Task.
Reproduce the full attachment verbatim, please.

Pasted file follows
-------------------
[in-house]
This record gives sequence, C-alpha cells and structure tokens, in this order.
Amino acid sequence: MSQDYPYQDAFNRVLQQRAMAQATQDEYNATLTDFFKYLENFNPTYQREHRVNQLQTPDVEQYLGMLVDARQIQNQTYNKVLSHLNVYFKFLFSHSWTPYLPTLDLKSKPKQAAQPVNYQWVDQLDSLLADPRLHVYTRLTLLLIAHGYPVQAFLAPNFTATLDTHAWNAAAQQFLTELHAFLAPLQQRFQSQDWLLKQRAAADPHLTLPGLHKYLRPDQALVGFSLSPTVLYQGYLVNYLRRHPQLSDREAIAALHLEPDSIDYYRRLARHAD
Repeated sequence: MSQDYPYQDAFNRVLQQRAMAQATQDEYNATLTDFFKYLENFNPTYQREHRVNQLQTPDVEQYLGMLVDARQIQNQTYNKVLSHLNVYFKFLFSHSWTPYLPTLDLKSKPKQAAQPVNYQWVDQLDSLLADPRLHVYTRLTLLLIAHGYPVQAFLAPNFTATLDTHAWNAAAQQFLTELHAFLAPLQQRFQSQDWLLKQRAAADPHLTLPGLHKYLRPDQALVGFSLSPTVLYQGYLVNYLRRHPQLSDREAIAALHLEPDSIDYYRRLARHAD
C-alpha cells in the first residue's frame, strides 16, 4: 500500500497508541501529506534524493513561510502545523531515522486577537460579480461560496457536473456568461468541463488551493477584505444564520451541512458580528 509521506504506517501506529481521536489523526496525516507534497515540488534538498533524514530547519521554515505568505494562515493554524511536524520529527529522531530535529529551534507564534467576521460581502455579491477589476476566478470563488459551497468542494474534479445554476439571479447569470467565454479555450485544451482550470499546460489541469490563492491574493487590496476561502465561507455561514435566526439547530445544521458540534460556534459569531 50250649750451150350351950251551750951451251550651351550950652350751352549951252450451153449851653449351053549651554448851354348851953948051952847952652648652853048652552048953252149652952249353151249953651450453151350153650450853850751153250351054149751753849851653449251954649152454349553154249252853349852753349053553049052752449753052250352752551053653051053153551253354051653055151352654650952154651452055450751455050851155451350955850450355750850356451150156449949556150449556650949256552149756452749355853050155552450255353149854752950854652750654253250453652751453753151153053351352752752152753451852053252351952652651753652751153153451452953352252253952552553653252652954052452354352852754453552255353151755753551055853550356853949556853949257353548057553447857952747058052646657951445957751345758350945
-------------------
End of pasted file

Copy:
[in-house]
This record gives sequence, C-alpha cells and structure tokens, in this order.
Amino acid sequence: MSQDYPYQDAFNRVLQQRAMAQATQDEYNATLTDFFKYLENFNPTYQREHRVNQLQTPDVEQYLGMLVDARQIQNQTYNKVLSHLNVYFKFLFSHSWTPYLPTLDLKSKPKQAAQPVNYQWVDQLDSLLADPRLHVYTRLTLLLIAHGYPVQAFLAPNFTATLDTHAWNAAAQQFLTELHAFLAPLQQRFQSQDWLLKQRAAADPHLTLPGLHKYLRPDQALVGFSLSPTVLYQGYLVNYLRRHPQLSDREAIAALHLEPDSIDYYRRLARHAD
Repeated sequence: MSQDYPYQDAFNRVLQQRAMAQATQDEYNATLTDFFKYLENFNPTYQREHRVNQLQTPDVEQYLGMLVDARQIQNQTYNKVLSHLNVYFKFLFSHSWTPYLPTLDLKSKPKQAAQPVNYQWVDQLDSLLADPRLHVYTRLTLLLIAHGYPVQAFLAPNFTATLDTHAWNAAAQQFLTELHAFLAPLQQRFQSQDWLLKQRAAADPHLTLPGLHKYLRPDQALVGFSLSPTVLYQGYLVNYLRRHPQLSDREAIAALHLEPDSIDYYRRLARHAD
C-alpha cells in the first residue's frame, strides 16, 4: 500500500497508541501529506534524493513561510502545523531515522486577537460579480461560496457536473456568461468541463488551493477584505444564520451541512458580528 509521506504506517501506529481521536489523526496525516507534497515540488534538498533524514530547519521554515505568505494562515493554524511536524520529527529522531530535529529551534507564534467576521460581502455579491477589476476566478470563488459551497468542494474534479445554476439571479447569470467565454479555450485544451482550470499546460489541469490563492491574493487590496476561502465561507455561514435566526439547530445544521458540534460556534459569531 50250649750451150350351950251551750951451251550651351550950652350751352549951252450451153449851653449351053549651554448851354348851953948051952847952652648652853048652552048953252149652952249353151249953651450453151350153650450853850751153250351054149751753849851653449251954649152454349553154249252853349852753349053553049052752449753052250352752551053653051053153551253354051653055151352654650952154651452055450751455050851155451350955850450355750850356451150156449949556150449556650949256552149756452749355853050155552450255353149854752950854652750654253250453652751453753151153053351352752752152753451852053252351952652651753652751153153451452953352252253952552553653252652954052452354352852754453552255353151755753551055853550356853949556853949257353548057553447857952747058052646657951445957751345758350945